I never miss any opportunity to drive up the Otago Peninsula – the views are endless and the beaches are beautifully rugged. On Dunedin’s doorstep you will also find incredible wildlife including the world’s rarest penguin colonies.

Just minutes from the central city is the sweeping white-sand beach of St Clair, it is a popular spot for surfing, swimming, walking, socialising or just dining out in the sunshine enjoying the wonderful view or watch the world go by.

Facing the wild blue expanse of the Pacific Ocean, St Clair Beach boasts New Zealand’s most consistent surf break and on any given day, summer or winter, the waves are a playground for local surfers.

But I love to relax at the end of the beach where sits the St Clair Hot Salt Water Pool, which dates back to 1884 and is one of the only heated seawater pools in New Zealand.

Doubtful Sound

Doubtful Sound
Image by Lasse Holst Hansen from Pixabay

Sometimes called the ‘Sound of Silence’ Doubtful Sound is the deepest (421 metres) and second longest (40 kilometres) of the South Island’s fiords.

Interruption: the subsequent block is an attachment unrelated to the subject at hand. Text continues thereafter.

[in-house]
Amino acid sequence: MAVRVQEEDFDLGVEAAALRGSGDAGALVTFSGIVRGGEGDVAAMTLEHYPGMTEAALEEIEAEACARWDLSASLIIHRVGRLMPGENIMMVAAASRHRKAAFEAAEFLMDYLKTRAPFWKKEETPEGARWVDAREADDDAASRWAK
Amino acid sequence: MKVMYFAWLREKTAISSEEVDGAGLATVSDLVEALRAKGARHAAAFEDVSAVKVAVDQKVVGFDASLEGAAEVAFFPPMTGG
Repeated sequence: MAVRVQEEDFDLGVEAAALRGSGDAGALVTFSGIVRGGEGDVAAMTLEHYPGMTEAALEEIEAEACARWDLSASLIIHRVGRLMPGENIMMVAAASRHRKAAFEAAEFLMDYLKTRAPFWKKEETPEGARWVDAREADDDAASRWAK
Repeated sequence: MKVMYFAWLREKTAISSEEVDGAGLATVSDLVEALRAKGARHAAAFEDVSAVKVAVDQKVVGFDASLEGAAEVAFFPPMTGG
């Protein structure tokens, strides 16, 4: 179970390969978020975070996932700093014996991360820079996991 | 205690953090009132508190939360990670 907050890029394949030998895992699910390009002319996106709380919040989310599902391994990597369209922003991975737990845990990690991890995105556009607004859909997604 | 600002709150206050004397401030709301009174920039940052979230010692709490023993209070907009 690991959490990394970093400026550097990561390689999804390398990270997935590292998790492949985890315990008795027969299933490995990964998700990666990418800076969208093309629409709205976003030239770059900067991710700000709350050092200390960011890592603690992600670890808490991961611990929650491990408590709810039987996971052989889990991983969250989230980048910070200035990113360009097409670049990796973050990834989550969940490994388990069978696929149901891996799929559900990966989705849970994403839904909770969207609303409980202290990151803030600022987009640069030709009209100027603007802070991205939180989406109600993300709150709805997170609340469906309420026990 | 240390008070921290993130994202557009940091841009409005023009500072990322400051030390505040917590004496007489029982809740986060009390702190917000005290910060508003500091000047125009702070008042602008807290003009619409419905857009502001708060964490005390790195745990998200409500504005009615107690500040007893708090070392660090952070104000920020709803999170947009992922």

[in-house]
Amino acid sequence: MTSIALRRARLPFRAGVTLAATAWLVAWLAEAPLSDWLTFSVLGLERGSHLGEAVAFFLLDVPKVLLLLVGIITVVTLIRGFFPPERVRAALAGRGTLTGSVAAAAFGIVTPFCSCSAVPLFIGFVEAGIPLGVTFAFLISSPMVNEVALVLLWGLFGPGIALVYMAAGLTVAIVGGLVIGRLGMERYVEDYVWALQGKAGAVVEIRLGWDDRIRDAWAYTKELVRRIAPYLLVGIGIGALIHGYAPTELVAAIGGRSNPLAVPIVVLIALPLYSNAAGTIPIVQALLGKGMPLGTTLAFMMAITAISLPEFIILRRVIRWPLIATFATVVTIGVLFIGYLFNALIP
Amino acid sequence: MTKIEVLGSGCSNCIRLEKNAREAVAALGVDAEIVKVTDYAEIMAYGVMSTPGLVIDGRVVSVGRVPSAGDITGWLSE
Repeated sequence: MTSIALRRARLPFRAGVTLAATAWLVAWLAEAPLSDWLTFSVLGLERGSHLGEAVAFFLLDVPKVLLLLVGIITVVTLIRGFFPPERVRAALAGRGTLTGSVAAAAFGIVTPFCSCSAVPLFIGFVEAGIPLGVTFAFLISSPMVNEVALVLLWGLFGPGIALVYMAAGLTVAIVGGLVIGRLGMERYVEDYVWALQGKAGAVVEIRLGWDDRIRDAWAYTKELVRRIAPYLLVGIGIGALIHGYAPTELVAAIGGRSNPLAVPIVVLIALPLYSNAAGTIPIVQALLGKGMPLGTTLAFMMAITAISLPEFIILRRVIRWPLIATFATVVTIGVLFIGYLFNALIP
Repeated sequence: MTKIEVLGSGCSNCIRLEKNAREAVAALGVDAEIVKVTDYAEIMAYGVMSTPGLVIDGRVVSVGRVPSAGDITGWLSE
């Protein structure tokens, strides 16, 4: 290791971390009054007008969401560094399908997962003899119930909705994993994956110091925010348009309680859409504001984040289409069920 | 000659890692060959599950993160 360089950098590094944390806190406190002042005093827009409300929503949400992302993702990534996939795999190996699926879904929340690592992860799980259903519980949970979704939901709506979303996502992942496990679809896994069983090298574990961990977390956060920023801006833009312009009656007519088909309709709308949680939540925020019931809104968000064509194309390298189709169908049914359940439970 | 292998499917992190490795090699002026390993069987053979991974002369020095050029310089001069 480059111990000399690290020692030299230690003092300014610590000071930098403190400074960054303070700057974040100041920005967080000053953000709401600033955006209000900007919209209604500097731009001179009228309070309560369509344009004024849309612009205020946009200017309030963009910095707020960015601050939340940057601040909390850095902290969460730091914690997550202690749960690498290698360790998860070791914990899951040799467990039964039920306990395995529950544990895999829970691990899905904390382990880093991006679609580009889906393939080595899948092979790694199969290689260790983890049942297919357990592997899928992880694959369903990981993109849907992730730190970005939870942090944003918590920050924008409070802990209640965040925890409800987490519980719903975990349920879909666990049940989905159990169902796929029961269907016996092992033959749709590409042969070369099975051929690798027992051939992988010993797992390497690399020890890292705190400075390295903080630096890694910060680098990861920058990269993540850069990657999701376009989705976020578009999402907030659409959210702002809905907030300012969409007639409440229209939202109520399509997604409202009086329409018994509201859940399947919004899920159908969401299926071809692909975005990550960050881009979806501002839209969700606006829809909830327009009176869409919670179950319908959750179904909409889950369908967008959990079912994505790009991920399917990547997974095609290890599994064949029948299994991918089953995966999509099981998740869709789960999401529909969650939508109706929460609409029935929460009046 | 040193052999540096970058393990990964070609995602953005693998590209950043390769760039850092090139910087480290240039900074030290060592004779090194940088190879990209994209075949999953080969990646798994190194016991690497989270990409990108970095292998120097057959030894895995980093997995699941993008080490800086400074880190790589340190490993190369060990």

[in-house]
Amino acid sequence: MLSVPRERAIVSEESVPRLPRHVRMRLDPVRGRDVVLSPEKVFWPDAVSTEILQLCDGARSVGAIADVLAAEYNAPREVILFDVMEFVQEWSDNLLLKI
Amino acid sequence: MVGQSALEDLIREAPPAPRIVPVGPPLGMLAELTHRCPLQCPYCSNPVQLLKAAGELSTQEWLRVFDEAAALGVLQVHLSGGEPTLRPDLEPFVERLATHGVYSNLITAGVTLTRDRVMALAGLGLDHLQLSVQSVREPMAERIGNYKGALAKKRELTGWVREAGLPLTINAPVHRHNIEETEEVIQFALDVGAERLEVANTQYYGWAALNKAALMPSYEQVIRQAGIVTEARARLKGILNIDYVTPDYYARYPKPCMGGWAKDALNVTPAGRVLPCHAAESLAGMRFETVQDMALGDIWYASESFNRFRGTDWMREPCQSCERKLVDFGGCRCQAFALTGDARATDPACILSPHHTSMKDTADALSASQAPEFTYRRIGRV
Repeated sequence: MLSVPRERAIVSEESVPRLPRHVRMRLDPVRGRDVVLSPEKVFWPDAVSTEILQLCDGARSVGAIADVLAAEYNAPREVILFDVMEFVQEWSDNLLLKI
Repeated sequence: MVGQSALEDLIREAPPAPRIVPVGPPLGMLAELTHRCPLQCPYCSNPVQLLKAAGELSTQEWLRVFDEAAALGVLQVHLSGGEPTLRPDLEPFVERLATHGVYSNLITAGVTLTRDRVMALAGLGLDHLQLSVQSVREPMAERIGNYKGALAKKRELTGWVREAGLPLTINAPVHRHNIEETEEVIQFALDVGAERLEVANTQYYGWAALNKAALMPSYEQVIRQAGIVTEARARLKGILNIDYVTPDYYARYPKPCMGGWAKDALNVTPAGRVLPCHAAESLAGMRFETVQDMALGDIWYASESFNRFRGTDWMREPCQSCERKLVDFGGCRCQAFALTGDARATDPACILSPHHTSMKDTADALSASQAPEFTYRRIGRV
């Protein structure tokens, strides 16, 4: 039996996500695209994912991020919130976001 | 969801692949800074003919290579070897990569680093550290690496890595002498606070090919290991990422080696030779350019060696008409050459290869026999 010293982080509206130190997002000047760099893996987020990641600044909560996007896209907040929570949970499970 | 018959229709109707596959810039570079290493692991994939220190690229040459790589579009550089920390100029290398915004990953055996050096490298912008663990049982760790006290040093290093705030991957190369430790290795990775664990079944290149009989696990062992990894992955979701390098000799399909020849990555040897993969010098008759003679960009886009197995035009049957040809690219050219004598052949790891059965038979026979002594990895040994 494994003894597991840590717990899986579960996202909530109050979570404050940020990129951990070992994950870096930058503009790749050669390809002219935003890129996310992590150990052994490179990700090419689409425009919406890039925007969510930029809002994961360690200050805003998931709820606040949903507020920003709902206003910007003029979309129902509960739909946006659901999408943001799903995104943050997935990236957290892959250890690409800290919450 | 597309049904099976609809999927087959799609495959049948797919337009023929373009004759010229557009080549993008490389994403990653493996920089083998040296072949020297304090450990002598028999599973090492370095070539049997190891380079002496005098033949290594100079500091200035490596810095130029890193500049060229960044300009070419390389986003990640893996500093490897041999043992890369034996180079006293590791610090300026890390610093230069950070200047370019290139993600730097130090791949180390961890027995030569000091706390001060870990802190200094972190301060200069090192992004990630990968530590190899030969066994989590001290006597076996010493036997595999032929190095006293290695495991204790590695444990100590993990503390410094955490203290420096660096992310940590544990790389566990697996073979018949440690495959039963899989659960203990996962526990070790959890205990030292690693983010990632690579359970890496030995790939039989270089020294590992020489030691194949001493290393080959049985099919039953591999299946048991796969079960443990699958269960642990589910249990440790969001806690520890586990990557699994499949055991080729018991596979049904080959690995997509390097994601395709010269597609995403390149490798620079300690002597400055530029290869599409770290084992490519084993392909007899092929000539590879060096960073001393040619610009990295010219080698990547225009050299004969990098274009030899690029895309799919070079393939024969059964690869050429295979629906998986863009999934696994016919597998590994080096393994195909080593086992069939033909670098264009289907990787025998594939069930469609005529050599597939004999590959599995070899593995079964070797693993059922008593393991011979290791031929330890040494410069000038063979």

Visiting here is a much more remote experience than at the sometimes busy Milford Sound. It is your ultimate “digital detox” destination. No Wi-Fi or phone access allows you to immerse yourself in the beautiful nature that surrounds you.

Doubtful Sound has provide me with the opportunity to see dolphins, fur seals and other rare wildlife such as the albatross, penguins, and whales,
To fully experience the beauty and remoteness of Doubtful Sound I spent both days and nights on a boat and it wasn’t uncommon during my stay to see a pod of curious and playful dolphins around the boats at dawn.

So of course the piece of unique New Zealand Ariki jewellery which reminds me of this enchanting region is:

Paua Dolphin Pendant in ring - Ariki New Zealand Jewellery

GP887/PO887 Dolphin Pendant in ring

The Dolphin’s playful nature is a reminder that everyone needs to play sometimes just for the sheer joy of it. They remind us to take some time out of our busy lives to experience life like a child does. Our sleek elegant piece of jewellery portraying a playful dolphin embellished with colourful Paua Shell and diving through a ring portrays this sense of freedom.